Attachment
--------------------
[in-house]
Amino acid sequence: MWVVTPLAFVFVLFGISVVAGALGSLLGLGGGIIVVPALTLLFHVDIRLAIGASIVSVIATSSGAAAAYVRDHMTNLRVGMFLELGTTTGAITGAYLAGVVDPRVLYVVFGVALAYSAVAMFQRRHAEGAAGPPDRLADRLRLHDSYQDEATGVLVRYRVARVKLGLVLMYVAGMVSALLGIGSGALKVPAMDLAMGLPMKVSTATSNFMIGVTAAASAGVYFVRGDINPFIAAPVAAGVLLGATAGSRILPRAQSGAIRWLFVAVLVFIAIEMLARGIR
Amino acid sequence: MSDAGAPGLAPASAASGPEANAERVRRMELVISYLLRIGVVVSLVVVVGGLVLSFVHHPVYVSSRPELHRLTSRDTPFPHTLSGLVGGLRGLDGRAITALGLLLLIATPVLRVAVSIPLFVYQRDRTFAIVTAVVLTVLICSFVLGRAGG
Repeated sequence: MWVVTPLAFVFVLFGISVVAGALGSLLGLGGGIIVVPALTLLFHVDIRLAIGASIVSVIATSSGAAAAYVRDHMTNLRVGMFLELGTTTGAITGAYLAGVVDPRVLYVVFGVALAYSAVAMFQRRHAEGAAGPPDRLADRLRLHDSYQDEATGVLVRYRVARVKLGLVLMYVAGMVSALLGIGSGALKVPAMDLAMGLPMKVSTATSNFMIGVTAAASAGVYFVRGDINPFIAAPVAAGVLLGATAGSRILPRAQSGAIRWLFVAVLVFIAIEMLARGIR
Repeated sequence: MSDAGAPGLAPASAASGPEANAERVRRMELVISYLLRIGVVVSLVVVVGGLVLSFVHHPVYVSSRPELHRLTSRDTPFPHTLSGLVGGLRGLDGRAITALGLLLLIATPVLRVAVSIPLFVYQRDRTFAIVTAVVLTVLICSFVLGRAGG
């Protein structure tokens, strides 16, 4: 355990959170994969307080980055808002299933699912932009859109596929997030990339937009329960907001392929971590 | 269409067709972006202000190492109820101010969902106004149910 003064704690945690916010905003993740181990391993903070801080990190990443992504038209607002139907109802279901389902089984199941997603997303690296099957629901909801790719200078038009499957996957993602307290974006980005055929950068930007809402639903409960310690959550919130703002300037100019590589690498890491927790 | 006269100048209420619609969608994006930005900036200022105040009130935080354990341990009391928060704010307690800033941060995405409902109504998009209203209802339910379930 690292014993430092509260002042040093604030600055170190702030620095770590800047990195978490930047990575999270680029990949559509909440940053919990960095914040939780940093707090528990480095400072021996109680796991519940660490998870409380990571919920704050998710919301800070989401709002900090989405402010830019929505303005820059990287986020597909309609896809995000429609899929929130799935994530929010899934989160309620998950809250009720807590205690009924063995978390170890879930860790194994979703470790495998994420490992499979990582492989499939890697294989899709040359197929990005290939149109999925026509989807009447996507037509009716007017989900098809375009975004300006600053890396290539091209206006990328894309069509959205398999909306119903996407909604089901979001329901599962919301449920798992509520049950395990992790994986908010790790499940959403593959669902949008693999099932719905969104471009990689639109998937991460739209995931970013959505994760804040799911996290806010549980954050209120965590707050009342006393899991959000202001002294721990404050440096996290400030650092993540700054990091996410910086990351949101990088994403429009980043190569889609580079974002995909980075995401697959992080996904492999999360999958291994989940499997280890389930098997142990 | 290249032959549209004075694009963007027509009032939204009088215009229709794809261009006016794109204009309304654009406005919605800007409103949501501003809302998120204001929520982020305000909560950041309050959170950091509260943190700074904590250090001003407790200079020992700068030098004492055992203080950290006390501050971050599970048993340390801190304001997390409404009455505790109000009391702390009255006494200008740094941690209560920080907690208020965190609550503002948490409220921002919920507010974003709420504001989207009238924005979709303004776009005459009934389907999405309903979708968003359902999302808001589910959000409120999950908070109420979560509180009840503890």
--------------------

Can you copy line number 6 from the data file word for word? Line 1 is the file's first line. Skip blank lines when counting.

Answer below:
């Protein structure tokens, strides 16, 4: 355990959170994969307080980055808002299933699912932009859109596929997030990339937009329960907001392929971590 | 269409067709972006202000190492109820101010969902106004149910 003064704690945690916010905003993740181990391993903070801080990190990443992504038209607002139907109802279901389902089984199941997603997303690296099957629901909801790719200078038009499957996957993602307290974006980005055929950068930007809402639903409960310690959550919130703002300037100019590589690498890491927790 | 006269100048209420619609969608994006930005900036200022105040009130935080354990341990009391928060704010307690800033941060995405409902109504998009209203209802339910379930 690292014993430092509260002042040093604030600055170190702030620095770590800047990195978490930047990575999270680029990949559509909440940053919990960095914040939780940093707090528990480095400072021996109680796991519940660490998870409380990571919920704050998710919301800070989401709002900090989405402010830019929505303005820059990287986020597909309609896809995000429609899929929130799935994530929010899934989160309620998950809250009720807590205690009924063995978390170890879930860790194994979703470790495998994420490992499979990582492989499939890697294989899709040359197929990005290939149109999925026509989807009447996507037509009716007017989900098809375009975004300006600053890396290539091209206006990328894309069509959205398999909306119903996407909604089901979001329901599962919301449920798992509520049950395990992790994986908010790790499940959403593959669902949008693999099932719905969104471009990689639109998937991460739209995931970013959505994760804040799911996290806010549980954050209120965590707050009342006393899991959000202001002294721990404050440096996290400030650092993540700054990091996410910086990351949101990088994403429009980043190569889609580079974002995909980075995401697959992080996904492999999360999958291994989940499997280890389930098997142990 | 290249032959549209004075694009963007027509009032939204009088215009229709794809261009006016794109204009309304654009406005919605800007409103949501501003809302998120204001929520982020305000909560950041309050959170950091509260943190700074904590250090001003407790200079020992700068030098004492055992203080950290006390501050971050599970048993340390801190304001997390409404009455505790109000009391702390009255006494200008740094941690209560920080907690208020965190609550503002948490409220921002919920507010974003709420504001989207009238924005979709303004776009005459009934389907999405309903979708968003359902999302808001589910959000409120999950908070109420979560509180009840503890």